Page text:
Obama Drops the S-Word.

This was written by an anonymous GTJ member. Feel free to send us your opinions at info@gatherthejews.com.

Perhaps the most significant word uttered by Barack Obama in his new policy
on Israel’s future borders also is the word that has been the most
overlooked in the past few days. Swaps.

Much of the public discussion on the border issue since Obama’s May 19
statement of support for “1967 lines with mutually agreed swaps” has
centered on whether he was actually calling on Israel to withdraw to the
borders of June 4, 1967 and whether his reference to the year “1967”
constitutes a major U.S. policy shift. Both of these debates are missing the
point.

Obama told AIPAC on Sunday that he believes the future border will be
“different” from the one that existed on June 4, 1967. So far so good. Then,
he offered AIPAC what he called a “definition” of his “1967” declaration,
saying it will allow Israel and the Palestinians to “take account” of “new
demographic realities on the ground and the needs of both sides.” It was the
first time Obama had publicly used the words “new demographic realities on
the ground” in reference to the major settlement blocs that Israel has built
in the West Bank since 1967. Again, it would seem that Obama is saying a
border agreement should allow Israel to keep at least some of those major
settlements. Which also is good, right?

Not so fast. Obama is the first U.S. president ever to publicly use the word
“swaps” to describe how Israel and the Palestinians should negotiate those
borders. As Obama likes to say, let’s be clear about what this word refers
to. It’s about Israel and the Palestinians “mutually agreeing” to swap LAND,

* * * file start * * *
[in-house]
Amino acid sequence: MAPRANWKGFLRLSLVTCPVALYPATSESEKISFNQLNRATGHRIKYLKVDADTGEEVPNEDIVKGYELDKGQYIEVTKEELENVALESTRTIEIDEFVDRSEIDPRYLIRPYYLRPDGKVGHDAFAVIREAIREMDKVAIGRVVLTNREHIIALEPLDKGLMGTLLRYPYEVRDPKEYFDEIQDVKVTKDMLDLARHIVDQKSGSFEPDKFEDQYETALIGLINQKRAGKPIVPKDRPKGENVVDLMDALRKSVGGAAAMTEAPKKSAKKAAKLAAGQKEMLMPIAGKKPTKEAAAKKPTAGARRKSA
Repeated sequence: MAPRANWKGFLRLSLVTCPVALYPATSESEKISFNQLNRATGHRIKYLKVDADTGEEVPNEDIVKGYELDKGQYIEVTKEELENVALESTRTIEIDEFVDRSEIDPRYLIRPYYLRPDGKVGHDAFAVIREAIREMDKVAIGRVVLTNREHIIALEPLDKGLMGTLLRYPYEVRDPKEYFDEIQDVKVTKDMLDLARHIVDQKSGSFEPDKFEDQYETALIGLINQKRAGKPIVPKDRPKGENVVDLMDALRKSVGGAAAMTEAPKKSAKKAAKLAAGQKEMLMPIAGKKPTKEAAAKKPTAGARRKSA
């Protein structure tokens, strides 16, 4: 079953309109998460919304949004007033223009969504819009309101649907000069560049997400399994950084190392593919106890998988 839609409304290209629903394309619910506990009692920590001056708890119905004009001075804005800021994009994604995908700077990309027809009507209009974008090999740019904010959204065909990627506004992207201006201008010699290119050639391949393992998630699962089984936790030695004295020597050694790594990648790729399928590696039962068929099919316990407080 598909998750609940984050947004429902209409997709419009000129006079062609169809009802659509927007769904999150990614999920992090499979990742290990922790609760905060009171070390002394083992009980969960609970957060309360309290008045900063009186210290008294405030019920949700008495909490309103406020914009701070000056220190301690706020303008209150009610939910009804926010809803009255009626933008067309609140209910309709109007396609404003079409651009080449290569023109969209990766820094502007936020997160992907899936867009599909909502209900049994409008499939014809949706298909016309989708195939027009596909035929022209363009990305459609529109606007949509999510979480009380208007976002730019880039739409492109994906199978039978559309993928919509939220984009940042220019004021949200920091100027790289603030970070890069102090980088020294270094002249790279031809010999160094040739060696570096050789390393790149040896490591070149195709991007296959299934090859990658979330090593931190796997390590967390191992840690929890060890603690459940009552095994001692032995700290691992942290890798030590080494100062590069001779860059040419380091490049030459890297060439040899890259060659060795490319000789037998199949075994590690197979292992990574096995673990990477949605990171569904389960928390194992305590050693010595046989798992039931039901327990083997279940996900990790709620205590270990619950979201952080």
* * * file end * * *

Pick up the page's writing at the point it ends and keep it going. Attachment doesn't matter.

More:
since he uses the word in the context of BORDERS. And what land are we
talking about? Look at Obama’s quote again: “1967 lines with mutually agreed
swaps.” He means land on either side of those 1967 lines.

If you follow Obama’s “definition,” a peace deal could allow Israel to annex
some of the West Bank settlement blocs, sure – but only as part of an
“agreed” land swap with the Palestinians. This means that Israel would have
to transfer parts of its pre-1967 territory, which is
internationally-recognized as Israeli – to the Palestinians in return for
ANY amount of West Bank land that it wants to annex. The idea that Israel
must “swap” parts of its pre-1967 territory for West Bank land is opposed by
many Israelis and has never been endorsed by Israeli Prime Minister Benjamin
Netanyahu’s government. Many Israelis feel the country is small enough
without having to give up land that is rightfully theirs. As for the
Palestinians, Obama has given them official U.S. backing to engage in land
swaps with Israel – which is exactly what they have been seeking for years:
a deal in which they “allow” Israel to annex some settlements in return for
significant chunks of pre-1967 Israeli territory.

No U.N. Security Council resolution ever recognized a Palestinian’s “right”
to swap territory with Israel, because such recognition would wrongfully
presume that the Palestinians were the original owners of the West Bank and
only they can agree to “give up” any of it. Israel has a very different
view, which says the West Bank is “disputed” territory in which the Jewish
people have historical and security claims. Now, the Palestinians believe
they have international backing for the right to swap territory, and they
are starting to insist on it as another precondition for peace talks. As a
result, Israel’s negotiating position has been seriously weakened.

One final note. Obama wants people to believe that his new border policy is
basically the same as that of previous administrations. It is not. In George
W. Bush’s 2004 letter to Ariel Sharon, Bush did say that an
Israeli-Palestinian border deal should reflect the “already existing major
Israeli population centers” in the West Bank – a more explicit endorsement
of Israel’s claims to the settlements than Obama’s. Crucially, Bush’s letter
made NO reference at all to the need for a land swap or territorial
exchange. Previously, the right of Palestinians to swap any land with Israel
would itself have been a matter for negotiation between the parties. Now it
appears not. This is the fundamental problem with Obama’s new policy.

– Anonymous GTJ Member